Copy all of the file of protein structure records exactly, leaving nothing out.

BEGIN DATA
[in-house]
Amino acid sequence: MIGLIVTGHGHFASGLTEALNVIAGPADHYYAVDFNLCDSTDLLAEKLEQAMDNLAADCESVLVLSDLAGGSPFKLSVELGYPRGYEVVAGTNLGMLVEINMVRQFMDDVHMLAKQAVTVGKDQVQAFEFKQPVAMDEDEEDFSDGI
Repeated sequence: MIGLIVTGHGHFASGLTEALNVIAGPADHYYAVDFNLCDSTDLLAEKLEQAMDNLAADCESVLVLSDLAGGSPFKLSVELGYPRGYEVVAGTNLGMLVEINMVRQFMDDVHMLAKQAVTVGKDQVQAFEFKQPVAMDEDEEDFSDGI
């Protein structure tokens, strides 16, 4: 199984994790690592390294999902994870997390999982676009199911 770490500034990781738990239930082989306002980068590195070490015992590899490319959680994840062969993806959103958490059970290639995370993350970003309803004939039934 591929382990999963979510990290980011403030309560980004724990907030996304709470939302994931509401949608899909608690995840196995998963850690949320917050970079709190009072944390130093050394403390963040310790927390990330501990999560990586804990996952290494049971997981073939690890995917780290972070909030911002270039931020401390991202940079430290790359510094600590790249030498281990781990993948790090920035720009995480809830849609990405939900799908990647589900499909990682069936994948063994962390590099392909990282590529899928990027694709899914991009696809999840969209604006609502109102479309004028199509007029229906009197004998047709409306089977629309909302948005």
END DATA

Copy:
[in-house]
Amino acid sequence: MIGLIVTGHGHFASGLTEALNVIAGPADHYYAVDFNLCDSTDLLAEKLEQAMDNLAADCESVLVLSDLAGGSPFKLSVELGYPRGYEVVAGTNLGMLVEINMVRQFMDDVHMLAKQAVTVGKDQVQAFEFKQPVAMDEDEEDFSDGI
Repeated sequence: MIGLIVTGHGHFASGLTEALNVIAGPADHYYAVDFNLCDSTDLLAEKLEQAMDNLAADCESVLVLSDLAGGSPFKLSVELGYPRGYEVVAGTNLGMLVEINMVRQFMDDVHMLAKQAVTVGKDQVQAFEFKQPVAMDEDEEDFSDGI
């Protein structure tokens, strides 16, 4: 199984994790690592390294999902994870997390999982676009199911 770490500034990781738990239930082989306002980068590195070490015992590899490319959680994840062969993806959103958490059970290639995370993350970003309803004939039934 591929382990999963979510990290980011403030309560980004724990907030996304709470939302994931509401949608899909608690995840196995998963850690949320917050970079709190009072944390130093050394403390963040310790927390990330501990999560990586804990996952290494049971997981073939690890995917780290972070909030911002270039931020401390991202940079430290790359510094600590790249030498281990781990993948790090920035720009995480809830849609990405939900799908990647589900499909990682069936994948063994962390590099392909990282590529899928990027694709899914991009696809999840969209604006609502109102479309004028199509007029229906009197004998047709409306089977629309909302948005």